Helping kids cope with change

Kids like routine. They thrive on knowing what happens when. But life doesn’t stay the same – people move houses, kids change schools, friends shift away or stop being friends, parents can separate and almost every year they’ll probably have to face a new teacher. Parents can play a vital role in helping their kids learn how to cope with change, arming them with valuable life skills along the way.

Coping strategies for change

According to a growing body of research, kids learn how to cope with change and ups and downs of life by developing resilience.

For years it was considered one of the inherent traits we were all born with but psychologists today now know that it’s one of the most important qualities parents can teach their kids (along with compassion).

And how do they learn it? Apparently by watching us. Studies have shown that children as young as two years old copy the coping, stress-management and thinking styles of the adults around them. And they can sense if parents are anxious or worried and will tend to mimic that.

Other studies have found that there is strong evidence that good early relationships with carers can help make children more resilient. And the earlier this resilience-building is started the better.

Reinforcing this “it starts at home” message, Andrew Fuller, consultant psychologist for The Resilience Foundation and author of Tricky Kids, says resilient parents raise resilient kids.

“When your child needs you to help them make sense of the changes that might be happening, that is not the time to confront your own inner demons,” he says.

“It’s a handy skill for parents to learn to hold their own anxieties in check.”

Fuller describes resilience as “the happy knack of being able to bungee jump through the pitfalls of life”.

Simple tips on helping kids to cope

  • Give them a sense of being loved by their family and of belonging
  • Encourage a diverse group of friends – both for them and the family as a whole
  • Enjoy family rituals – like Sunday night dinner, or a weekend drive

Top 5 practical coping skills

Jill Savage, author of several parenting books and the executive director of Hearts at Home, a US organisation designed to help mums, has this advice for parents who want to help their children manage change:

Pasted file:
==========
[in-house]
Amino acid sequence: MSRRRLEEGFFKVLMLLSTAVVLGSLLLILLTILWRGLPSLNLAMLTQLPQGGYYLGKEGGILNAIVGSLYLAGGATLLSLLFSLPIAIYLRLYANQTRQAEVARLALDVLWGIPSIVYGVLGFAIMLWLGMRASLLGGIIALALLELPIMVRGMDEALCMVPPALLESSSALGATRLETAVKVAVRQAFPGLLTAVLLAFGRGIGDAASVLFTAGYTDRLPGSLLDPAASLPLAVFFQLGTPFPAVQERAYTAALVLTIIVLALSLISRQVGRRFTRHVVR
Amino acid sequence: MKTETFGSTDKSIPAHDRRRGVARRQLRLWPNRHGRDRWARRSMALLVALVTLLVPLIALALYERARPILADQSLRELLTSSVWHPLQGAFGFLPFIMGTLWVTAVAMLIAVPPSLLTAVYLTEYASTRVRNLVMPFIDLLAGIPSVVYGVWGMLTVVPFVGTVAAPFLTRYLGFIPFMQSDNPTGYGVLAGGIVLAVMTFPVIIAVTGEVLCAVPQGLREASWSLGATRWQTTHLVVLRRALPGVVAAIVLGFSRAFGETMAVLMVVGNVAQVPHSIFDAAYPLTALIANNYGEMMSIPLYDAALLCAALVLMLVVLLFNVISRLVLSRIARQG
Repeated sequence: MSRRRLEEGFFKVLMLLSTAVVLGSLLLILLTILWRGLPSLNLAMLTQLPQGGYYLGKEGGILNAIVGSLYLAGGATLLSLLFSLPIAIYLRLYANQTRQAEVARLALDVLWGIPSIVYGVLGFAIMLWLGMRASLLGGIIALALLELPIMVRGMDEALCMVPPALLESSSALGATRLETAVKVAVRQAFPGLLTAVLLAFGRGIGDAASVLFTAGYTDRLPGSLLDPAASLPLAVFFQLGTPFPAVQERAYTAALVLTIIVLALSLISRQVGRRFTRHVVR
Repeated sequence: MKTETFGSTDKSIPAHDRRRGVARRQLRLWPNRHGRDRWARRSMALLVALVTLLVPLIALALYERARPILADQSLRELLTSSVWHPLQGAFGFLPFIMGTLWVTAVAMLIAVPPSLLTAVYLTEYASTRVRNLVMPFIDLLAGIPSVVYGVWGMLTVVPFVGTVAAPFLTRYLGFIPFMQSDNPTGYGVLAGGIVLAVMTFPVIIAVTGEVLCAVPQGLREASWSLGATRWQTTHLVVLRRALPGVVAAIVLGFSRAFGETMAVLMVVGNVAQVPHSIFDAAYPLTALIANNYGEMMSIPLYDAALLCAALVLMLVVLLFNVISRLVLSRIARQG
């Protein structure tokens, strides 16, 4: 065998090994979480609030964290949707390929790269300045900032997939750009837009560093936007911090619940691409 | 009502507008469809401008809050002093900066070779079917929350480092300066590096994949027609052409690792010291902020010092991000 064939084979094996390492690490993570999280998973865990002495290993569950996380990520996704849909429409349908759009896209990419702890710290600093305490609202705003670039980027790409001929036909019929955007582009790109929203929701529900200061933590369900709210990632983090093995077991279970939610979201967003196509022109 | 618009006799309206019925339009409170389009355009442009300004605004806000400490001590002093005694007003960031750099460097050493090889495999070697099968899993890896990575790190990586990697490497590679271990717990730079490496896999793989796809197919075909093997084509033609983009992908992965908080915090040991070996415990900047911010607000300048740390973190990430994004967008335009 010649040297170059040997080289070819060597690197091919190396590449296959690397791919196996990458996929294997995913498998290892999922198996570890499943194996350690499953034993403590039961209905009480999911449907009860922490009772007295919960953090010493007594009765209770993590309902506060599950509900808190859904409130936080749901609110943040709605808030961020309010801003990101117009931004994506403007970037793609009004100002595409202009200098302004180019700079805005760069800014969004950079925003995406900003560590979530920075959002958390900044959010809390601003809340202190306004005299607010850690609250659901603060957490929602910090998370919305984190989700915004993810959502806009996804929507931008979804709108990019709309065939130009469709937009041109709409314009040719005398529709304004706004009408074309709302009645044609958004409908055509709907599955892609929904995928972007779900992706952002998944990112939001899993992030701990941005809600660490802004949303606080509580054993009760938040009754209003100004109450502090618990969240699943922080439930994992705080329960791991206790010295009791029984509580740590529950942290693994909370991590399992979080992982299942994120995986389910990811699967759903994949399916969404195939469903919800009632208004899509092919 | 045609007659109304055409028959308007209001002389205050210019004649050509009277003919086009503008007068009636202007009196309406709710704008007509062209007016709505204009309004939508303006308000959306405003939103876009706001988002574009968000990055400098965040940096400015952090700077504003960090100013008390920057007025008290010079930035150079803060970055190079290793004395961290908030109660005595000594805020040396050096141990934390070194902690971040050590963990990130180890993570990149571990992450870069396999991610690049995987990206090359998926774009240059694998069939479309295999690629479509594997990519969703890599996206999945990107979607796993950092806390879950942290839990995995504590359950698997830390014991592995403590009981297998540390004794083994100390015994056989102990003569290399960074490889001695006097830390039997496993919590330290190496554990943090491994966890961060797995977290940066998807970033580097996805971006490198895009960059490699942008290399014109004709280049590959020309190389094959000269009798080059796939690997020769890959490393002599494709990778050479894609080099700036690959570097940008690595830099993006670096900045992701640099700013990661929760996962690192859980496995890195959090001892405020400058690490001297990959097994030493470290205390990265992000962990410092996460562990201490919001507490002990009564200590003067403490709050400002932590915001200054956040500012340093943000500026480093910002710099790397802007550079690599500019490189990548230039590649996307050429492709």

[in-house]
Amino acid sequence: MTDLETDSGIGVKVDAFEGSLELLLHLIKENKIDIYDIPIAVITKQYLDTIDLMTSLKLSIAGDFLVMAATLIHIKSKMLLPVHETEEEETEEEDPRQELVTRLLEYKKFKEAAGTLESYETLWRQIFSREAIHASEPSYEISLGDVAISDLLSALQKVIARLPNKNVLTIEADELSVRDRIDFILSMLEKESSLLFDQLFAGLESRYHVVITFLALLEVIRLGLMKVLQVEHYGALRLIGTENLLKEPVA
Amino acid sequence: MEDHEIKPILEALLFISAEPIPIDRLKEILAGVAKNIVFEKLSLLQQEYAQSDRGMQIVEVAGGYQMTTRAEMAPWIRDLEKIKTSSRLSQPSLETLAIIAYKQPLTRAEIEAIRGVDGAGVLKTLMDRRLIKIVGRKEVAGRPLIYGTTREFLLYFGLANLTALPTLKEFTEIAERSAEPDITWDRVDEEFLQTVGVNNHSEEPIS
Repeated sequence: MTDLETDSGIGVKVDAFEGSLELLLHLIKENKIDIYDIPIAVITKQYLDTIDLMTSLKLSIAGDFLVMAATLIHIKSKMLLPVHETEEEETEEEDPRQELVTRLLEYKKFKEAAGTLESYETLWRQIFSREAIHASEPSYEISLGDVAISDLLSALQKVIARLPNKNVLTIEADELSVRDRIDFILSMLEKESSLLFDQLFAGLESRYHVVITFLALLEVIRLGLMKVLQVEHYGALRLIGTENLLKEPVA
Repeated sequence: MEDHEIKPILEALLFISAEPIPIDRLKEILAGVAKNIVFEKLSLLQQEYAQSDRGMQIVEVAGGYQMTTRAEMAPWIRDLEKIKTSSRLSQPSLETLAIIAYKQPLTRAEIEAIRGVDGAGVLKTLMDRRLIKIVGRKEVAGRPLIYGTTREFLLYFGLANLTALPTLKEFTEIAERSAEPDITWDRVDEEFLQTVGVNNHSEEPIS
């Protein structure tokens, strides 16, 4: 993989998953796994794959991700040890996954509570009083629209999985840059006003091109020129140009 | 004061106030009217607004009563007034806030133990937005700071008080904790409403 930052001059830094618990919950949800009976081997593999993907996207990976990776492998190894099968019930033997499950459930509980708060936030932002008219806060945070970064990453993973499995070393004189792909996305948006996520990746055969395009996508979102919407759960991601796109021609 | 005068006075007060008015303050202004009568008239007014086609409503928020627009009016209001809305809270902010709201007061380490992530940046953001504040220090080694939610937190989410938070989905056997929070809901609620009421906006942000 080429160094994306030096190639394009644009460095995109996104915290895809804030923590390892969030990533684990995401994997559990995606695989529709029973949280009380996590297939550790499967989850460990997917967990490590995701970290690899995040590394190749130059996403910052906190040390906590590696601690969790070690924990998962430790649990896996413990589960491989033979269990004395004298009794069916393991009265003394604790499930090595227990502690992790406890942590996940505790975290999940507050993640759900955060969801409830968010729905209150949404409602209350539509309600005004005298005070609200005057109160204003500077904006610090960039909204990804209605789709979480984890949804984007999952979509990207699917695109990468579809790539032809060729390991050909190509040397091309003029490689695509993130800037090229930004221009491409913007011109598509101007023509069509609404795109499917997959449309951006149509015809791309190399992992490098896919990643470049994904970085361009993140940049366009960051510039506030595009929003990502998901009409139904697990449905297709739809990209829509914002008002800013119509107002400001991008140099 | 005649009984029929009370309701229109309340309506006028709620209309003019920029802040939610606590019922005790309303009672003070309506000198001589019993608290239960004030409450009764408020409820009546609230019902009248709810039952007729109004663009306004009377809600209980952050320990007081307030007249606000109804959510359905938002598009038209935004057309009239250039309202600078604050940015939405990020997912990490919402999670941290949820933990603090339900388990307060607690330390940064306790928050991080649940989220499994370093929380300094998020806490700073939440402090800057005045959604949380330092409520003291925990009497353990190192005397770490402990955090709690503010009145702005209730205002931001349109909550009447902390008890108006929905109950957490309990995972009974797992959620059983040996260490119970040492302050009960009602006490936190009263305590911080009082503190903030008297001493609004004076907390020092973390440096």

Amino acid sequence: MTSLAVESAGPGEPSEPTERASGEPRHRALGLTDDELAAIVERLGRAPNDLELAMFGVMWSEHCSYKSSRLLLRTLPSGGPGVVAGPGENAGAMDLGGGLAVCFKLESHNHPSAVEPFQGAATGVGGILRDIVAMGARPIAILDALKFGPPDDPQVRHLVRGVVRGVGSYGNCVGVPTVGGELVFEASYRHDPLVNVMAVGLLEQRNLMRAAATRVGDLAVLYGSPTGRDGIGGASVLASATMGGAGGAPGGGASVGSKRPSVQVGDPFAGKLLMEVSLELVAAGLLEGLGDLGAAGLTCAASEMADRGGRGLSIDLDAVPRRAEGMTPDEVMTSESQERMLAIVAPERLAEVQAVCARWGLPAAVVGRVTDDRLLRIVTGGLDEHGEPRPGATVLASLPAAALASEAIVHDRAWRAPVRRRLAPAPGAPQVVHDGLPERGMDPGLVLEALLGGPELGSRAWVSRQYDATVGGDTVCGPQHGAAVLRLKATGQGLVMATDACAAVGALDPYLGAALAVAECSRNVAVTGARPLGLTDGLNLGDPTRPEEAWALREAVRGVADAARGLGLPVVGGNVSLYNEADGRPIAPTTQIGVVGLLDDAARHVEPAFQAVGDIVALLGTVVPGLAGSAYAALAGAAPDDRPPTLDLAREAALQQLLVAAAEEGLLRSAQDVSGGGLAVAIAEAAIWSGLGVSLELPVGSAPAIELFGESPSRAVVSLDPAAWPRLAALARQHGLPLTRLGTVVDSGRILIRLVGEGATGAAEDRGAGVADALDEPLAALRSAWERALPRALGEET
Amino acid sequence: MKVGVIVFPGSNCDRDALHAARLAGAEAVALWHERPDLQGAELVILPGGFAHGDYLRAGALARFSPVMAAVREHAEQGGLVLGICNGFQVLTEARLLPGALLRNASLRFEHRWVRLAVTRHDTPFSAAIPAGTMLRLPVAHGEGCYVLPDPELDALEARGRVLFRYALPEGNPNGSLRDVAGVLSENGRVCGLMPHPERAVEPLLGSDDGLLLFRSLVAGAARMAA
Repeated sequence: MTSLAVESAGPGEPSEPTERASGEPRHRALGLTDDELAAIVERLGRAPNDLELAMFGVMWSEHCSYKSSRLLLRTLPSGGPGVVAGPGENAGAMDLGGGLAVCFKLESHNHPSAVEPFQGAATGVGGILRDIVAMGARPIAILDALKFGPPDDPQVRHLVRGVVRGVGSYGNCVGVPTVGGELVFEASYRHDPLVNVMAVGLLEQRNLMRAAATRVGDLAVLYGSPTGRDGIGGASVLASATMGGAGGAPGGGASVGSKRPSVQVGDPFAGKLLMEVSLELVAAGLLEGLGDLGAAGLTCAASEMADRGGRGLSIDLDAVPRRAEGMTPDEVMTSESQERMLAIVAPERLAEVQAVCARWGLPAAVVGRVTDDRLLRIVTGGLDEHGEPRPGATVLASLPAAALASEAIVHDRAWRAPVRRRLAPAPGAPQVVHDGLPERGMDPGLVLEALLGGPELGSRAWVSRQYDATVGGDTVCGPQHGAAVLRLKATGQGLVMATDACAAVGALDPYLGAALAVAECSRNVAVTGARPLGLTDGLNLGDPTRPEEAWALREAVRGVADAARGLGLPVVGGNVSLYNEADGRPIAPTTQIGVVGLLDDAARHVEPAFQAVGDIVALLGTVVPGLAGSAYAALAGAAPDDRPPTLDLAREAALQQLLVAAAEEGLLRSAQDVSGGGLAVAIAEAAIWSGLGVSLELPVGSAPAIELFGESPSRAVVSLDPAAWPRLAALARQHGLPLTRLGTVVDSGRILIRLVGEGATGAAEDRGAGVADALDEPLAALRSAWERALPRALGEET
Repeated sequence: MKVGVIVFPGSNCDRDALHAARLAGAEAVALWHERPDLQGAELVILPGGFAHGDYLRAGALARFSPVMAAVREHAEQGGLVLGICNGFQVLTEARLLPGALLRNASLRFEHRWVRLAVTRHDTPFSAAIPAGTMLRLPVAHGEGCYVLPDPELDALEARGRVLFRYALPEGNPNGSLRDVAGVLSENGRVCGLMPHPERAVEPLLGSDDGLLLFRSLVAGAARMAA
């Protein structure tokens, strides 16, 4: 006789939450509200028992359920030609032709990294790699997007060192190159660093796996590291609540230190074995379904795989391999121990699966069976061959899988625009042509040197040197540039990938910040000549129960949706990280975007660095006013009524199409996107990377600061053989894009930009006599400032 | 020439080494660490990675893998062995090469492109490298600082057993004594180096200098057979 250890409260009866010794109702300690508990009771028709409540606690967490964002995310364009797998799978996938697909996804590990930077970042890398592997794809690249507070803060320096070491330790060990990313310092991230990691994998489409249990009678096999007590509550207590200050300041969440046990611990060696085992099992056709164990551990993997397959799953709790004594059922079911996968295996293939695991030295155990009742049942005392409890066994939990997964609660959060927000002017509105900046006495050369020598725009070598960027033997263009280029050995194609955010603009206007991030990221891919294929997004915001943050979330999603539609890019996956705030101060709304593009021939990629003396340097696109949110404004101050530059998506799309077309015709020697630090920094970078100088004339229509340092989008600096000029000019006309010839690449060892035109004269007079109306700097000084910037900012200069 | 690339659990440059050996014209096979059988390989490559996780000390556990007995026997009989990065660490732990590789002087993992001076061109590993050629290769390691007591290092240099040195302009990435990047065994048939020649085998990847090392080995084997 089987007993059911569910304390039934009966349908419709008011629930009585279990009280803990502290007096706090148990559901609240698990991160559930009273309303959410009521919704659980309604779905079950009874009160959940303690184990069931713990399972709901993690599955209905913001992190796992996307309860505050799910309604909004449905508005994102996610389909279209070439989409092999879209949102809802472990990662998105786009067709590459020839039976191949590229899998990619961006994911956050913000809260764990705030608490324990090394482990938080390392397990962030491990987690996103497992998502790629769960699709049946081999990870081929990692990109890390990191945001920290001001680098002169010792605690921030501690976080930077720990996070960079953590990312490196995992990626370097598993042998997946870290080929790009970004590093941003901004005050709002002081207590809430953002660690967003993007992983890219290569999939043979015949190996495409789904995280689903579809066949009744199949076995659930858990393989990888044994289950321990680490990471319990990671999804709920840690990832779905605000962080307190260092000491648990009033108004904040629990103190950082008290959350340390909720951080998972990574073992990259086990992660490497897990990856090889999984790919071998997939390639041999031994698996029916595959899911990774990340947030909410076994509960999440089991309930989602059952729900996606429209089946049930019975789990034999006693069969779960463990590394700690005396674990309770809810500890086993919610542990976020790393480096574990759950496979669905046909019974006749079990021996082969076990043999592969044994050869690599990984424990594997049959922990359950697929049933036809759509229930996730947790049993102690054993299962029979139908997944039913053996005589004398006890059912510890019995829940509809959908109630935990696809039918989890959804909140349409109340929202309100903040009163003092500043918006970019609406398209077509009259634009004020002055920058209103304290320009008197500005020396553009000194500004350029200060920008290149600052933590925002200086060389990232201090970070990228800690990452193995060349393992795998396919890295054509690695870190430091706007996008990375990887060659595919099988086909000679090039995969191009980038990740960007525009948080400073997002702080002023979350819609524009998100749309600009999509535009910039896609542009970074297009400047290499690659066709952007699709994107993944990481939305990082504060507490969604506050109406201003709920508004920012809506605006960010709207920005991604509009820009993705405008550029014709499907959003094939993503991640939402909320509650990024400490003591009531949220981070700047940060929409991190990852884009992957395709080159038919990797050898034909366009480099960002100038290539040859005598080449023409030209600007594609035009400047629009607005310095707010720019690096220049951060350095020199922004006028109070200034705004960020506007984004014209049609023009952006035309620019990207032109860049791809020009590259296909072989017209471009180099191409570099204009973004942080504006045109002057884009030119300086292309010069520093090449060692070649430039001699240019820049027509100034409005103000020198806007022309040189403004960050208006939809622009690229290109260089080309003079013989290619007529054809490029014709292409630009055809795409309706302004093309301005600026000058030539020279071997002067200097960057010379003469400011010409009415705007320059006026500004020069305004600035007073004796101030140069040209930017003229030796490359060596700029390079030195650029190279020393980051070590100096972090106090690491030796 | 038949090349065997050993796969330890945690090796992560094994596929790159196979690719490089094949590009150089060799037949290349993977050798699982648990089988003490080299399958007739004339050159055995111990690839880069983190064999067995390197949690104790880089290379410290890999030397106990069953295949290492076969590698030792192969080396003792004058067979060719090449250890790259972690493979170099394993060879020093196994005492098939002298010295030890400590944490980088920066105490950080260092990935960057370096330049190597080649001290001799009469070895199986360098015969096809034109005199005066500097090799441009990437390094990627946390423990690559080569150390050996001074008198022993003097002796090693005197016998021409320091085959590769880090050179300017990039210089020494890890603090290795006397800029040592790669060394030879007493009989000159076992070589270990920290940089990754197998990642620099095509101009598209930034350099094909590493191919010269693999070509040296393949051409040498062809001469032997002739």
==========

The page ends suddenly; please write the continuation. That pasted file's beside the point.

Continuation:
1. Be prepared to answer their myriad of questions – and create an environment in which they feel safe about asking you anything about the changes they’re facing. Asking questions helps them process change and the answers they receive from the people they trust most – that is mum and dad – will help them transition.
  2. Give them warning – like adults, no child will cope well with change being sprung on them. If you can, start talking through the changes early so they can get their head around it as well as formulate all those aforementioned questions.
  3. Stick to routines as much as possible – try not to change everything at once. If you have routines in place like bedtime rituals, the books you read even the TV shows you all watch, try to keep those in place where possible.
  4. Let them grieve – when any of us move, change schools, or make any kind of change in life, we leave something behind. Let your littlies talk about what they miss and don’t try to point out all of the wonderful things about new house, school, bedroom or whatever – let them appropriately mourn what they have lost.
  5. Be prepared to weather the change – many kids don’t adapt immediately and there may be tears and tantrums, followed by major parental guilt. Expect that it can take time for children to adjust.

This article was written by Fiona Baker for Kidspot, New Zealand’s best parenting resource.

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